GSA picks green building tech for federal test bed

GSA picks green building tech for federal test bed

The General Services Administration announced a list of nine innovative green building technologies it will evaluate as candidates for uses in federal buildings across the country.

The technology lineup was chosen as part of GSA’s 2014 Green Proving Ground (GPG) program, which aims to improve energy performance in federal buildings. It includes not only energy-efficient lighting and heating, but also IT-enabled programs such as:

  • Predictive energy use optimization that uses cloud-based software to layer weather and building-use data on top of existing building automation systems, optimizing HVAC operational strategies per each 24-hour period.
  • Virtual energy audit software that analyzes building operations and existing equipment to prioritize energy conservation measures tailored to specific buildings or to a portfolio of like buildings.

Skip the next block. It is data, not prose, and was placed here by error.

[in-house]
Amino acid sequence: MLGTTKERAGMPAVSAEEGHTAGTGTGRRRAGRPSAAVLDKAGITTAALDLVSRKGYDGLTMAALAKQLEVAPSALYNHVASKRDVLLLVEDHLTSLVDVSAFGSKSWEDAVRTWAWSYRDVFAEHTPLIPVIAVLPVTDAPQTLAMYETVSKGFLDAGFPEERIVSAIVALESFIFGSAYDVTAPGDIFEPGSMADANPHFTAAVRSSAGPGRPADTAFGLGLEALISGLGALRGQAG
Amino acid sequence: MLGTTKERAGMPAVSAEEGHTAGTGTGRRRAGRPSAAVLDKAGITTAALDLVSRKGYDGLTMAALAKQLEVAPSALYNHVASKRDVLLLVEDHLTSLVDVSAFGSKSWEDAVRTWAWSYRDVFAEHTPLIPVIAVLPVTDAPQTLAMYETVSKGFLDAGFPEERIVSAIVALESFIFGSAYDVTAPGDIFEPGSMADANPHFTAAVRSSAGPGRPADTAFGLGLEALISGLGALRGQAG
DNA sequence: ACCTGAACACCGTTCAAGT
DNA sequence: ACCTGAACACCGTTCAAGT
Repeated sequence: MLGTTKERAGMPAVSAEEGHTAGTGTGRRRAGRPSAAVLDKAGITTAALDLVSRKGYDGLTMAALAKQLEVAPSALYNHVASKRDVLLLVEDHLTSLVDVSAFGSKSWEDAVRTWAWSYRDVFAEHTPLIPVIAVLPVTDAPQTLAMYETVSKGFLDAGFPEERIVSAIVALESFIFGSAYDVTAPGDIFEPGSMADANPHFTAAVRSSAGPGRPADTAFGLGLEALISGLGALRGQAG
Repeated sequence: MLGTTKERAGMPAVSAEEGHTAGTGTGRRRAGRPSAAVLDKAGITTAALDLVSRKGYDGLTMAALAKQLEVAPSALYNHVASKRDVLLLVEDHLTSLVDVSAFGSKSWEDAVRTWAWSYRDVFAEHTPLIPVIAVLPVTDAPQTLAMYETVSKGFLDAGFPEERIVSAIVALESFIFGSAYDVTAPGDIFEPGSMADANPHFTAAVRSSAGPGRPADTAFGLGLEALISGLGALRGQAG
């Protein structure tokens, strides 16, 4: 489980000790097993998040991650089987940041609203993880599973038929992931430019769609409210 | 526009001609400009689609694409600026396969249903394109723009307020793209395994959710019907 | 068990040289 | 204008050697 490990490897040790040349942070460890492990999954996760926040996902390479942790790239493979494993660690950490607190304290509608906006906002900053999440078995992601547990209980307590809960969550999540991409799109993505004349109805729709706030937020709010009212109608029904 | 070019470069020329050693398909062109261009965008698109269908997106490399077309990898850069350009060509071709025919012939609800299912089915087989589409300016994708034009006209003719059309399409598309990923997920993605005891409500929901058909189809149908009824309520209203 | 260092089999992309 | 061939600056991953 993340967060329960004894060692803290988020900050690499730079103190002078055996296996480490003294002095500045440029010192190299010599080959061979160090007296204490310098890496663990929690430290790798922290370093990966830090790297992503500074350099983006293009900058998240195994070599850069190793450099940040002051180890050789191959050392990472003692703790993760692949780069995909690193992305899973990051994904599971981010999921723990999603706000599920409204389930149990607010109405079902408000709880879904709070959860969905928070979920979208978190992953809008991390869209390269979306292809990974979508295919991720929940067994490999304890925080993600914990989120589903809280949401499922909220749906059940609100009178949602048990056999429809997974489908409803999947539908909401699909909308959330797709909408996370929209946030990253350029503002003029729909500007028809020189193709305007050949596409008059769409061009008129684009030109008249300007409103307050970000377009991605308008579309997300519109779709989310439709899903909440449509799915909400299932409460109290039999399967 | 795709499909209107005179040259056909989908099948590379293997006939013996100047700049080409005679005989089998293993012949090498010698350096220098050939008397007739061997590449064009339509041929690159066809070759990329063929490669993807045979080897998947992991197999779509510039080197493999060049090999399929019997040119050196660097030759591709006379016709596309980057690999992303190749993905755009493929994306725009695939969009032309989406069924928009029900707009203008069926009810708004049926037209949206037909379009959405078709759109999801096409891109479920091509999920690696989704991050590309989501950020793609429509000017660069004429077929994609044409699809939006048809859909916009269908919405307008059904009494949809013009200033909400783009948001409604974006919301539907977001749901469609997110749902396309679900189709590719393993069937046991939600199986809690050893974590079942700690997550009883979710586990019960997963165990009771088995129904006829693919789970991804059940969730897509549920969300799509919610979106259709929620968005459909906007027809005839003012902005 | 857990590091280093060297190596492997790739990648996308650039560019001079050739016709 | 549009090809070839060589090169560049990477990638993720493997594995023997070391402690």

The GPG program uses GSA’s nationwide building portfolio as test bed locations for promising energy technologies, according to a recent post by Kevin Powell, GSA’s GPG program manager in the Public Building Service.

Along with the list of 2014 promising green building technologies, the GPG program issued a 2015 request for information for further technologies to test in GSA buildings.

The program is designed to “lead market transformation through early adoption and deployment of innovative, transformational building technologies,” Powell said.

The 2015 RFI encourages organizations to submit technology candidates, noting that projects will be deployed in a pilot installation at a federally owned building and receive measurement and verification by third-party evaluators.  

“Project results are intended to help spur GSA’s deployment of high impact technologies and to inform public- and private-sector investment decisions,” according to the RFI.

The 2015 RFI ​was highlighted at a ​Sept. 16 White House event announcing new private sector commitments to reduce greenhouse gases that contribute to climate change.

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